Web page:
Russian State Development Corporation VEB.RF and Gazprombank will finance construction of the MBIR multipurpose fast neutron research reactor being built in at the Russian Institute of Atomic Reactors (NIIAR) in Dimitrovgrad to the tune of RUB80 billion ($1.27bn), Prime Minister Dmitry Medvedev told a meeting of the VEB.RF supervisory board on 13 December.

He said MBIR is being developed together with foreign partners including investors from France, China, the Czech Republic, South Korea, and the USA.

"The new reactor will be used for various research tasks in the creation, testing of new materials and the development of nuclear technologies," Medvedev explained.

MBIR, a 150MWt, multi-loop sodium-cooled fast research reactor, has been under construction at NIIAR since September 2015. Equipment production started in 2016. MBIR was originally scheduled for completion in 2020. However, the schedule has shifted and, according to NIIAR’s annual report for 2018, the commissioning of the reactor for commercial operation is now scheduled for 2025.

MBIR will have a design life of up to 50 years will use vibro-packed mixed-oxide fuel. VMOX is a Russian variant of mox fuel in which blended uranium-plutonium oxide powders and fresh uranium-oxide powder are loaded directly into the cladding tube of the fuel assembly instead of first being manufactured into pellets. NIIAR intends to set up on-site closed fuel cycle facilities for MBIR, using pyrochemical reprocessing it has developed at pilot scale.

MBIR will be used for materials testing for Generation IV fast neutron reactors. It will be capable of testing lead, lead-bismuth and gas coolants.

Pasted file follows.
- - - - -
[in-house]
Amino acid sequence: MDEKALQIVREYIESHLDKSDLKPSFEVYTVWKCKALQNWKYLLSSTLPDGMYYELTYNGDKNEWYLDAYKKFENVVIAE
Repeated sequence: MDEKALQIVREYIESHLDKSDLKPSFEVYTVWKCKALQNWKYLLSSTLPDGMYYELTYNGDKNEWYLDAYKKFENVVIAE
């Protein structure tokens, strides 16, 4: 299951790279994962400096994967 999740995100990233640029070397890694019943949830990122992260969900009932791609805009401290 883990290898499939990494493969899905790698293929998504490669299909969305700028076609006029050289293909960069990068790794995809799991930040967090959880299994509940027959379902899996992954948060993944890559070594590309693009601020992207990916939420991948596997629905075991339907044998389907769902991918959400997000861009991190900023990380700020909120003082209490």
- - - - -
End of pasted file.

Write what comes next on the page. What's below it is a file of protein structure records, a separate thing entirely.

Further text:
NIIAR intends to set up on-site closed fuel cycle facilities to support research work, using pyrochemical reprocessing it has developed at pilot scale.

MBIR is intended to replace the BOR-60 experimental fast reactor that has been in operation at NIIAR since 1969 and is widely used by the international community.

The project is open to foreign collaboration, in connection with the International Atomic Energy Agency's International Project on Innovative Nuclear Reactors and Fuel Cycles. Russian state nuclear corporation Rosatom and the V4G4 Centre of Excellence (Czech Republic, Hungary, Poland and Slovakia) in June signed a memorandum for participation in the International Research Centre (IRC), which will be based around MBIR.

IRC will coordinate the distribution of reactor resources among users. It will provide a platform for collaborative research undertaken by several participants, and aims to become a World Centre of Excellence on Fast Breeders.

As well as the agreement with V4G4, the IRC has signed agreements with the Czech Republic, South Korea, South Africa and the USA. It is also consulting with organisations in Kazakhstan, France, China and Japan.

In August Atommash (part of Rosatom's engineering division – Atomenergomash) completed hydraulic tests at MBIR. “Hydrotesting is a standard operation for us. But MBIR is a thin-walled product, the thickness of the metal is 12 times less than the usual VVER-type reactor for Atommash. And working with such a thin metal is much more difficult,” said Rovshan Abbasov, director of the Volgodonsk branch of AEM technology. The MBIR casing is 25-50mm, while that of a VVER-1200 reactor is 300mm. The reactor vessel is now undergoing vacuum tests and pneumatic tests of the control assembly.

Photo: Artists impression of MBIR reactor (Credit Rosatom)